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Sunshine Week: Poor transparency plagues local tax abatement programs

By   /   March 13, 2017  /   News  /   No Comments

Part 2 of 6 in the series Sunshine Week 2017

Most cities and counties do not disclose online the names of companies that receive property tax abatements and other economic incentives, and less than one-fourth reveal the number of jobs created by their incentive programs.

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TAX BREAKS: Good Jobs First found that most economic incentives programs don’t make recipient information available online.

The recent report “Show Us the Local Subsidies” by economic incentive watchdog group Good Jobs First found that while governments continue to dole out subsidies, the transparency tied to those dollars continues to lag.

“Localities spend tens of billions of dollars annually on subsidies, yet most make it difficult for residents to learn which companies receive that assistance,” said the report’s author, Good Jobs First research Analyst Kasia Tarczynska. “And even fewer provide information on the effectiveness of the awards.”

Good Jobs First examined the 50 biggest cities and counties and chose one or two programs per local government, favoring programs that are more costly, more often used or more controversial.

The report rates 85 programs overall; only 35 reveal some company-specific subsidy data online. And what’s revealed varies. For example, only 11 of the economic incentive programs listed the approved subsidy dollar value, while 15 showed the actual or projected wage information.

Only 13 showed the number of jobs created.

“We hasten to add that just because a program is transparent, that says nothing about its effectiveness,” Tarczynska said. “But transparency is a prerequisite for evaluating effectiveness.”

There was a great discrepancy in reporting even within governments, the research found. For example, New York City’s industrial incentive program was the only program evaluated to get a perfect score, while the city’s industrial and commercial abatement program got a zero because it did not disclose recipients.

Transparency has mildly improved since the first such report in 2013, with 41 percent meeting basic standards for transparency in 2017 compared with 33 percent in the initial study.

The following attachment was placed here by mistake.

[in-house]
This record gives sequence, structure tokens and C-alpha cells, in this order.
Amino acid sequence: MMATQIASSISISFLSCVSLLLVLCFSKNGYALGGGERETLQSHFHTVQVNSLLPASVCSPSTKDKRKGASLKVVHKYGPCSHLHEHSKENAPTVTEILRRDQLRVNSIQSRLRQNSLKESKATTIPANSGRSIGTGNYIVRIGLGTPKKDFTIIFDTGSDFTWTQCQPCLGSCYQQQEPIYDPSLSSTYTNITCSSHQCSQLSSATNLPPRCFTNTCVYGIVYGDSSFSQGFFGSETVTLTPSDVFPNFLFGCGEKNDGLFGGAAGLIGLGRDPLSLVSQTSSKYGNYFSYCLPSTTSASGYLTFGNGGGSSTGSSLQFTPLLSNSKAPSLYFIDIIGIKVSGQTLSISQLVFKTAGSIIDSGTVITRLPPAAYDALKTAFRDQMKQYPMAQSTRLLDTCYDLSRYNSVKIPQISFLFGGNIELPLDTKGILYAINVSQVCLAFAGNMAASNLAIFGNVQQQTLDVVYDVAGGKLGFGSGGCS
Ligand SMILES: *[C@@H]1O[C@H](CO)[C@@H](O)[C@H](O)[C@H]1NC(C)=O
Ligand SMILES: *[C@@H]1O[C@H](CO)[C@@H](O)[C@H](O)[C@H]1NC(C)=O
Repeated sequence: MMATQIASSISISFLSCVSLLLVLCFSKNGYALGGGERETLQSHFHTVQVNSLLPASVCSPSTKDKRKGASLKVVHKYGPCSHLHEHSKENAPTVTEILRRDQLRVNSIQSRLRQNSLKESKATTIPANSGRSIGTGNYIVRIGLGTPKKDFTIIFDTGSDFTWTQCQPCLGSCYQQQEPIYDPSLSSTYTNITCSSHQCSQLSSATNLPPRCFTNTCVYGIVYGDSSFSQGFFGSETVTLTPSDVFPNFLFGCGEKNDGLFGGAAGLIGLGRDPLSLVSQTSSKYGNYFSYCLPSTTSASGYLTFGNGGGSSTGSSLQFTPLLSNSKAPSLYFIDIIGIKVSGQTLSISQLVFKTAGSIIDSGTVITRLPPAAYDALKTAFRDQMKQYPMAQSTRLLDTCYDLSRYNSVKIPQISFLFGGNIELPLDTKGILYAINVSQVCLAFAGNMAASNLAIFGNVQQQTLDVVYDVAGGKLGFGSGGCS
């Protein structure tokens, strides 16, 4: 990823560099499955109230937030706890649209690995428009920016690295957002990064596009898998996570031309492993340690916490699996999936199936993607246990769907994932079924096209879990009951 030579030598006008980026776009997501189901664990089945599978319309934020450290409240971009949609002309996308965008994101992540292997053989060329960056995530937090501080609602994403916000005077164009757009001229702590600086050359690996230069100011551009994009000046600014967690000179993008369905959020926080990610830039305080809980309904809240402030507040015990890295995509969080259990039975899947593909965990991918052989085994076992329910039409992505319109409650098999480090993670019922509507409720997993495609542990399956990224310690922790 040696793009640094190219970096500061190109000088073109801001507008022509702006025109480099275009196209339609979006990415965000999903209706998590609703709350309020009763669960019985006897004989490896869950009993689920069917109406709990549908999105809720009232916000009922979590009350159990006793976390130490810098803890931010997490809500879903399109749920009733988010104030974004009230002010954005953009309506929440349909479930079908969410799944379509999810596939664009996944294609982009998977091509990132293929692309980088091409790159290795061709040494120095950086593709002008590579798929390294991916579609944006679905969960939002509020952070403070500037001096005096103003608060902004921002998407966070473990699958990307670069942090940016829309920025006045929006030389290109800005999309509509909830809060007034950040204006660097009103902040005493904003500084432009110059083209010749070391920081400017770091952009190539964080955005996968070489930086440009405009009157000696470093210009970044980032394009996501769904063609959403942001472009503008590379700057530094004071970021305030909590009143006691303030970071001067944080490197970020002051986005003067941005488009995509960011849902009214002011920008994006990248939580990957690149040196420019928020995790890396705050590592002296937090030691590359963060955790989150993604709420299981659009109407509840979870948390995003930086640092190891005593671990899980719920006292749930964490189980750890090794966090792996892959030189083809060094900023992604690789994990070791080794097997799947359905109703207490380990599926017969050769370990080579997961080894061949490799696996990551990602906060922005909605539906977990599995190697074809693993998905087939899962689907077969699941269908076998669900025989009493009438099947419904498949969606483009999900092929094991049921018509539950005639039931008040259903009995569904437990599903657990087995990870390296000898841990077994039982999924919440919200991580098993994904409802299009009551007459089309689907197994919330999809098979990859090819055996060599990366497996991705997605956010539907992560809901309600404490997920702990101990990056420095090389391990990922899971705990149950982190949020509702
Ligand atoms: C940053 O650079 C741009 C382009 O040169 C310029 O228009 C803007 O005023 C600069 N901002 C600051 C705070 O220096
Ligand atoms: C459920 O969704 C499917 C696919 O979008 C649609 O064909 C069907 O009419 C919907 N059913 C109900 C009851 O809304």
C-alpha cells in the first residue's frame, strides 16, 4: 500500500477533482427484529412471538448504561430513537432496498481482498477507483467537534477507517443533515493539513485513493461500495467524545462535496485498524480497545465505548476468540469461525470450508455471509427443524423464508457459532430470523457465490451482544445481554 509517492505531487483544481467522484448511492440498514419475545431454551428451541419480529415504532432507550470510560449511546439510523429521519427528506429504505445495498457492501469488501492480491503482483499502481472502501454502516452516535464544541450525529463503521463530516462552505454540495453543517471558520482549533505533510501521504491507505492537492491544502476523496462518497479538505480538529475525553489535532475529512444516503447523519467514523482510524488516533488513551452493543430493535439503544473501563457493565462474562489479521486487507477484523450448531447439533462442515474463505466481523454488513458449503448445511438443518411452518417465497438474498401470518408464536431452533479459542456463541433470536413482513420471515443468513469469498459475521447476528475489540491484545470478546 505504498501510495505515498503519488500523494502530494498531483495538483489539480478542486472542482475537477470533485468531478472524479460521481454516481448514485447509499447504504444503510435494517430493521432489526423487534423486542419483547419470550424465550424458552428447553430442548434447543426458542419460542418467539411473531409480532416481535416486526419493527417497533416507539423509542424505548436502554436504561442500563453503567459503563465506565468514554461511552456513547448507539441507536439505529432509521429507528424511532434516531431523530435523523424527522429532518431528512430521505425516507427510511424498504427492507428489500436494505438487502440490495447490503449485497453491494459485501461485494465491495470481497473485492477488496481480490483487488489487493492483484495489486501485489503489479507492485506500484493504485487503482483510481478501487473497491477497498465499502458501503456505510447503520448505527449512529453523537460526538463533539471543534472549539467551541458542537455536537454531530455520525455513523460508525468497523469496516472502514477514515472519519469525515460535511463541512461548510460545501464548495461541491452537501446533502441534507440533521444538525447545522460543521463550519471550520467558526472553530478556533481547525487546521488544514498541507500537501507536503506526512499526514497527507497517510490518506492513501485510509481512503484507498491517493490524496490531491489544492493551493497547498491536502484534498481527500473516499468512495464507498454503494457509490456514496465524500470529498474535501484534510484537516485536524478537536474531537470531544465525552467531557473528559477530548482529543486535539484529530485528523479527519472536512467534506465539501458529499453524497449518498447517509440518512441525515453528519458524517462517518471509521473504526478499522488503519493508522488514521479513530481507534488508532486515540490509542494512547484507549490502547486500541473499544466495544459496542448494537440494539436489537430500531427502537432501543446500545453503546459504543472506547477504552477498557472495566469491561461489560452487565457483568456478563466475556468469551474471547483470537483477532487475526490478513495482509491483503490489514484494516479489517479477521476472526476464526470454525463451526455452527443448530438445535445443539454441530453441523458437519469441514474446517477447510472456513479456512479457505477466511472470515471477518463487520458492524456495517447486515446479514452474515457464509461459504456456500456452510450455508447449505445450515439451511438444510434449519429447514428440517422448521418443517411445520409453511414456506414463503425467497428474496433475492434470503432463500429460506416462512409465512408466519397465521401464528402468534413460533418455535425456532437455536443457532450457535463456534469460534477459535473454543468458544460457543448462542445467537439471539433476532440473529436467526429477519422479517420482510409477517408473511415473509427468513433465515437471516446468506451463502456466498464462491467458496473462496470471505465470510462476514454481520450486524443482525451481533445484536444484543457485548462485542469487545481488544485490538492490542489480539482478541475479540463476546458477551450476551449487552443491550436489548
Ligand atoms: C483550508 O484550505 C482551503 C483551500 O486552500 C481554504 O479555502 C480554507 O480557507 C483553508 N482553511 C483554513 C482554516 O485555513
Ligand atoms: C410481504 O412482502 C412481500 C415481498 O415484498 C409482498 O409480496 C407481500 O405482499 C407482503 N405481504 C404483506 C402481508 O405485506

Transparency should continue to improve due to new standards. More than 50,000 state and local governments will begin over the next few months disclosing the total costs of their economic development incentives programs under Governmental Accounting Standards Board Statement No. 77, noted Good Jobs First executive director Greg LeRoy.

Those disclosures will now include:

  • Descriptive information that includes the tax being abated, the authority under which those tax abatements are provided, the eligibility criteria, the mechanism by which the taxes are abated and provisions for recapturing the abated taxes.
  • The gross dollar amount of taxes abated.
  • Any commitments made by the government as part of the tax abatement agreement.

The GASB says on its website the improved disclosures will help taxpayers “be better equipped to understand how tax abatements affect a government’s future ability to raise resources and meet its financial obligations and the impact those abatements have on a government’s financial position and economic condition.”

“That statement does not require the disclosure of recipient names, but we expect many taxpayers will want to know which companies got subsidized, and how much, when they see total program price tags,” LeRoy said.

Part of 6 in the series Sunshine Week 2017

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Johnny Kampis is National Watchdog Reporter for Watchdog.org. Johnny previously worked in the newspaper industry and as a freelance writer, and has been published in The New York Times, Time.com, FoxNews.com and the Atlanta Journal-Constitution. A former semi-professional poker player, he is writing a book documenting the poker scene at the 2016 World Series of Poker, a decade after the peak of the poker boom. Johnny is also a member of Investigative Reporters and Editors.